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Honoring the Past and Moving Forward

On July 17, 1856, nurse Mary Johnson Ambler rushed to the scene of a horrific train accident between the Camp Hill and Wissahickon Stations on the former North Penn Railroad - a train carrying children and adults from Philadelphia's St. Michael's Parrish and an inbound passenger train collided. While 59 people perished in the accident, the number of fatalities could have been much higher if not for Mrs. Ambler's rescue efforts. On July 17, 2011, SEPTA and Ambler Borough - the town named after the heroic nurse - ensured Mrs. Ambler's legacy will live on by unveiling a plaque in her honor at Ambler Station.

Local resident Pat Thomas, dressed to portray the heroine, accepted the honor on Mary Ambler's behalf. During the ceremony, Thomas spoke the words she imagined Mrs. Ambler might have said if she were alive today: "I am so proud that you have come here to honor the rescue effort I made this day in 1856. We honor those who are not here with us, and we recognize all of you who are here today. With my name on this train station and this town, I can rest knowing that finally there is a permanent record of what happened this day 155 years ago."

The ceremony at Ambler Station (which was also dedicated in Mrs. Ambler's name in 1869) was not only a nod to the borough's past, but also celebrated the modern amenities at SEPTA's fully-renovated Regional Rail station.

"As the region's public transit authority, SEPTA is dedicated to serving our customers and the communities in which they live and work," said Jeffrey Knueppel, SEPTA Assistant General Manager and Chief Engineer. "An important part of this commitment is our capital investment in our stations, facilities and vital transport infrastructure."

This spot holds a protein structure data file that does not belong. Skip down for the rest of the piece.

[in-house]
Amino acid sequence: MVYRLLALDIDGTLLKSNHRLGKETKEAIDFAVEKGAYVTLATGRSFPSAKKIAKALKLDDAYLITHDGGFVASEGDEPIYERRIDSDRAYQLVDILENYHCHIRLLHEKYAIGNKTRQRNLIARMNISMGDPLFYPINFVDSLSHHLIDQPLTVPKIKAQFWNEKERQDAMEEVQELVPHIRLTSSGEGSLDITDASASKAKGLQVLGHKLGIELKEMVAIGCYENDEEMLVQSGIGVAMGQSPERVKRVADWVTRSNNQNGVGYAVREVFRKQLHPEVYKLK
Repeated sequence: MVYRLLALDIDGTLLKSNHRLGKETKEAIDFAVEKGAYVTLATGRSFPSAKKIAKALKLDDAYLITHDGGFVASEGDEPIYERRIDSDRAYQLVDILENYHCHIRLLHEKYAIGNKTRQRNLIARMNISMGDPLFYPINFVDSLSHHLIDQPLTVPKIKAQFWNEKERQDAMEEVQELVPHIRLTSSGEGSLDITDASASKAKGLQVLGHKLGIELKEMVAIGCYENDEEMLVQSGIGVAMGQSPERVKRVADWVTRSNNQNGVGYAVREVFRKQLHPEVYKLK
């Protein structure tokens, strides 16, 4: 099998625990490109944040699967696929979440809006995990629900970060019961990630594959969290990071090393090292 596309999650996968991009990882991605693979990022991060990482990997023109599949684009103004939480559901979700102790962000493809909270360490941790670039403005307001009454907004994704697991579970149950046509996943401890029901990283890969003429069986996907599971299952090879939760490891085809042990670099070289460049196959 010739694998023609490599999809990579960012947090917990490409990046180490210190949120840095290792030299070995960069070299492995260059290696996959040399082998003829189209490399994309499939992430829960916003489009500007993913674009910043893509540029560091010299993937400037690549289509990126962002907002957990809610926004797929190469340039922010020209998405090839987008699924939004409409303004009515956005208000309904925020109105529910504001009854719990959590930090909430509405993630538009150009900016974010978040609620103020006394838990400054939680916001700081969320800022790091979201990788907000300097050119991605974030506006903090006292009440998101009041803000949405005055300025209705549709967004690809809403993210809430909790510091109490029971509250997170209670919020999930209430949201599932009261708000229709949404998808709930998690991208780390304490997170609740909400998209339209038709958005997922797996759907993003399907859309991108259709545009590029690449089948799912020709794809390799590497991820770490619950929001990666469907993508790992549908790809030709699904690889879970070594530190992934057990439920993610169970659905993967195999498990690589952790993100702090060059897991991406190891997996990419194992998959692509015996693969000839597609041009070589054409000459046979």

The improvements at Ambler Station included moving the portion of the station previously used for outbound boarding from the north to the south of Butler Pike, adjacent to the large parking lot and opposite the inbound platform. The new high-level inbound and outbound platforms, as well as the station building, are Americans with Disabilities Act (ADA) accessible. Adding to the new passenger amenities are inbound and outbound platform-level shelters.

From left: Pat Thomas (as Mary Ambler); U.S. Representative Allyson Schwartz; Ambler Mayor Charles T. "Bud" Wahl; SEPTA's Jeffrey Knueppel; Ambler Borough Manager Mary Aversa; Ambler Savings Bank's Martin Brown; and Pa. State Representative Todd Stephens with the new Ambler Station Plaque.

Students from La Salle Academy-St. Michael's Parish attended the unveiling. Children from St. Michael's School were involved in the 1856 accident.

In addition to the plaque honoring Mary Ambler, the ticket office includes panels with historical information about Ambler Station and rail travel.

The station's old outbound platform, located on the north side of Butler Pike...

has been moved to the south side of Butler Pike. Inbound and outbound platforms are ADA accessible.